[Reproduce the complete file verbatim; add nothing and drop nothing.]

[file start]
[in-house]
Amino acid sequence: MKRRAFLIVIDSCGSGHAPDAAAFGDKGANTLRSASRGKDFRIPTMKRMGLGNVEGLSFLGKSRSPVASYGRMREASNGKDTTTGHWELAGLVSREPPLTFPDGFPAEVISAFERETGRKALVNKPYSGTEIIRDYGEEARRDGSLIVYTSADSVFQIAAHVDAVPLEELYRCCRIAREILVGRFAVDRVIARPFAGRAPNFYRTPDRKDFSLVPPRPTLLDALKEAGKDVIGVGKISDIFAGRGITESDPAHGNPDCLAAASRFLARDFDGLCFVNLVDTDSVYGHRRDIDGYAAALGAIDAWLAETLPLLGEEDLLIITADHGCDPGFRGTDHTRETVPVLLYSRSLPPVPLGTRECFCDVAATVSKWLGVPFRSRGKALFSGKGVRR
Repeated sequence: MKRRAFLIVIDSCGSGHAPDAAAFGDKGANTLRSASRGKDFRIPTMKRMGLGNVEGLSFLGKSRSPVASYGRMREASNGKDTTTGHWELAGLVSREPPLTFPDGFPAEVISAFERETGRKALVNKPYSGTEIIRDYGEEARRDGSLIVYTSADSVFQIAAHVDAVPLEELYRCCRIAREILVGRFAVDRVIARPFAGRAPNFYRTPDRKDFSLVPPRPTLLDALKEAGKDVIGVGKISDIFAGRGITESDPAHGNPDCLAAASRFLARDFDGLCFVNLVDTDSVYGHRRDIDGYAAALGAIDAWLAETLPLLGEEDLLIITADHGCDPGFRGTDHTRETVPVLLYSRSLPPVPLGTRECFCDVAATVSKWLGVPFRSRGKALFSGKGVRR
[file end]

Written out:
[in-house]
Amino acid sequence: MKRRAFLIVIDSCGSGHAPDAAAFGDKGANTLRSASRGKDFRIPTMKRMGLGNVEGLSFLGKSRSPVASYGRMREASNGKDTTTGHWELAGLVSREPPLTFPDGFPAEVISAFERETGRKALVNKPYSGTEIIRDYGEEARRDGSLIVYTSADSVFQIAAHVDAVPLEELYRCCRIAREILVGRFAVDRVIARPFAGRAPNFYRTPDRKDFSLVPPRPTLLDALKEAGKDVIGVGKISDIFAGRGITESDPAHGNPDCLAAASRFLARDFDGLCFVNLVDTDSVYGHRRDIDGYAAALGAIDAWLAETLPLLGEEDLLIITADHGCDPGFRGTDHTRETVPVLLYSRSLPPVPLGTRECFCDVAATVSKWLGVPFRSRGKALFSGKGVRR
Repeated sequence: MKRRAFLIVIDSCGSGHAPDAAAFGDKGANTLRSASRGKDFRIPTMKRMGLGNVEGLSFLGKSRSPVASYGRMREASNGKDTTTGHWELAGLVSREPPLTFPDGFPAEVISAFERETGRKALVNKPYSGTEIIRDYGEEARRDGSLIVYTSADSVFQIAAHVDAVPLEELYRCCRIAREILVGRFAVDRVIARPFAGRAPNFYRTPDRKDFSLVPPRPTLLDALKEAGKDVIGVGKISDIFAGRGITESDPAHGNPDCLAAASRFLARDFDGLCFVNLVDTDSVYGHRRDIDGYAAALGAIDAWLAETLPLLGEEDLLIITADHGCDPGFRGTDHTRETVPVLLYSRSLPPVPLGTRECFCDVAATVSKWLGVPFRSRGKALFSGKGVRR